Crack the code!

November 17, 2011

The average non-Chinese person looking at Chinese characters may well think they are a mass of lines and squiggles which are  impossibly difficult to fathom.  According to Wikipedia there are 47,000 + characters in the Kangxi dictionary whilst this blog claims that there are in excess of 80,000 characters – a truly daunting prospect for a learner of Chinese.  Moreover, there is some disagreement as to the number you need to know in order to read a newspaper depending on which source you consult.  The HSK (Hanyu Shuiping Kaoshi – the People’s Republic of China only standardised test for non native speakers) at advanced level is based on approximately 2,600 characters giving a total vocabulary of about 5,000 words.

Learners of Chinese will know however, that  the characters are made up of building blocks or components called radicals of which there are just over 200, so what at first might seem impossible to fathom actually can be decoded more easily once these have been learnt.  I’ve just recently come across Cracking the code website which offers learners a useful way of getting to grips with characters and how they are built up.

This site breaks the characters down into components which are classified as being derived from humanity, nature, culture abstract or “other”.  These in turn are broken down into further subcategories.  “Nature” for example is categorised into ‘earth’, ‘heaven’, ‘plants’, ‘animals’ and ‘animal parts’, each of which is then further subdivided e.g. “earth” components include those for earth, field, gold, jade, stone, mountain, hill, cliff, cave and valley.  Clicking on one of these individual components then brings up a screen showing details of that component.  This includes the meaning, a sound file, the number of strokes needed to write it, its “radical” number for the purpose of looking it up in a dictionary and a list of characters where it is used in combination with another radical.  The learner can then click on one of these characters to get the sound file and an explanation of the breakdown of the character and how they combine with other characters to create new words.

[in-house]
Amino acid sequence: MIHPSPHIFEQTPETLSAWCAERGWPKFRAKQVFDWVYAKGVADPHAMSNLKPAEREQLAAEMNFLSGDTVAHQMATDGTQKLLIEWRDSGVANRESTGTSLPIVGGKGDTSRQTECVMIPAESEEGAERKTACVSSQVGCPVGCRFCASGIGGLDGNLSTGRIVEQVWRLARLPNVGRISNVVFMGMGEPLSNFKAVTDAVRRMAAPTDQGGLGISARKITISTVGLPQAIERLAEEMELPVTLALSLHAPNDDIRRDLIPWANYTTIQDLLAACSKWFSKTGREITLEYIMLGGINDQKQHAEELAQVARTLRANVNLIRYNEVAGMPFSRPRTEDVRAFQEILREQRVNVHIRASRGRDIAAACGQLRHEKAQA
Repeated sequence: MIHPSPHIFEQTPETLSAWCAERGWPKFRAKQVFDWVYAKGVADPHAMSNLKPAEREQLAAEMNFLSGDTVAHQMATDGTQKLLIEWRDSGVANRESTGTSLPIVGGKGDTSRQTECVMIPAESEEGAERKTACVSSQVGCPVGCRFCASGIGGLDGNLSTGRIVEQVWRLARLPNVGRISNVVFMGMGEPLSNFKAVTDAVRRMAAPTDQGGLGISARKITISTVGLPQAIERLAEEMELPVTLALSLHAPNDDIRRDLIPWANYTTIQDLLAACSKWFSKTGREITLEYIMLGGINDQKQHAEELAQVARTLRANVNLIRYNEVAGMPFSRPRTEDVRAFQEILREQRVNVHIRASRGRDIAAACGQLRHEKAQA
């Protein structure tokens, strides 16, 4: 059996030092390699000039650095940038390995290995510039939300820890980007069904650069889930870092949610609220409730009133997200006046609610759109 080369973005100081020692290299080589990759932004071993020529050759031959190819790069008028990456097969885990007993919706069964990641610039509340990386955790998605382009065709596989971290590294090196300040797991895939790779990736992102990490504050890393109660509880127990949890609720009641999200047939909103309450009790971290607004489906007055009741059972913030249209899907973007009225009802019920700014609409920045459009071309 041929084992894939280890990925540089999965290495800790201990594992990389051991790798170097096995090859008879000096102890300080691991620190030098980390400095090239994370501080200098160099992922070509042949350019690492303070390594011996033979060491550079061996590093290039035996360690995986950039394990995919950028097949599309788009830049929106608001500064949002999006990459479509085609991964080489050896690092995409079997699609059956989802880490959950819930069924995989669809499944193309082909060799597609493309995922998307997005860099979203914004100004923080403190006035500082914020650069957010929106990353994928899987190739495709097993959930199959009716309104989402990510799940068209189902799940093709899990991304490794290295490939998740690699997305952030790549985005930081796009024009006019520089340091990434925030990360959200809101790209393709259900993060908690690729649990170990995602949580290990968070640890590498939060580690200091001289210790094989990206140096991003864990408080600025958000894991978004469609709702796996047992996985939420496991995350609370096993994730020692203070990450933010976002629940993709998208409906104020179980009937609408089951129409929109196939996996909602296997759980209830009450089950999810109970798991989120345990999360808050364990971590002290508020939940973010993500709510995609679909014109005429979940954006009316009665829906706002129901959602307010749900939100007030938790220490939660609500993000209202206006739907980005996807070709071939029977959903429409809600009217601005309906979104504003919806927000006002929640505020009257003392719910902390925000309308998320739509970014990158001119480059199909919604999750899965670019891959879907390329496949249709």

The site is easy to use and would be particularly useful for a learner with a basic knowledge of the most common radicals wanting to increase their vocabulary.  The one thing it does not seem to have are animated characters showing the stroke order, but these can be seen on the Nciku dictionary site.


WWW or the wonderful world of Wordle

April 30, 2010


The image above is a Wordle of the importance statement of the MFL  programme of study.  It is a word cloud created by a free online application at  which randomizes text and displays the words according to the frequency of the words used (the more frequent the word, the bigger the word).  It has tremendous potential for use in the classroom in terms of developing language learning and thinking skills:

  1. As a starter – to introduce new vocabulary or topic.    At a simple level pupils can be given a wordle of vocabulary or text  from a new topic area and they can work individually/ in pairs/groups to identify which words they know, which ones they can guess (cognates) and which ones they need to use dictionary skills to work out.  At advanced level learners can be give a wordle of a text which they use as a starting point for a discussion trying  to predict the context.
  2. To apply their knowledge about  language to categorise the words in the wordle.  e.g. nouns/verbs/adjectives or to classify nouns by gender.
  3. As a plenary/tool for AfL – e.g. a wordle created of TL and English words which pupils have to match up or a wordle in the TL in which they demonstrate their knowledge about language  or phonics or their ability to use language creatively.
  4. To demonstrate understanding of phonics by classifying words by their phonemes/letter strings.
  5. As a revision aid – a summary of a particular topic or context or as an aide-memoire.
  6. To help pupils develop presentation and spontaneous speaking skills.
  7. To show the results of a class survey or poll or as a display.
  8. To promote creativity – pupils are challenged to create sentences/stories etc from words on a wordle.
  9. As a tool in a listening exercise – pupils cross out the words they can identify in a spoken text.
  10. To encourage self reflection (PLTS – reflective learners) and to  improve written work – the frequency count in a wordle will highlight words that can get over used e.g. “intéressant” or “lustig”.  A  wordle can also make it easier for pupils to spot their own mistakes (e.g. in the incorrect use of accents) as it breaks up the normal order of words, thus making it less likely that they will simply gloss over their mistakes.

These are just some of the few ways in which a wordle can be used and they are dead simple to create as you can see here:

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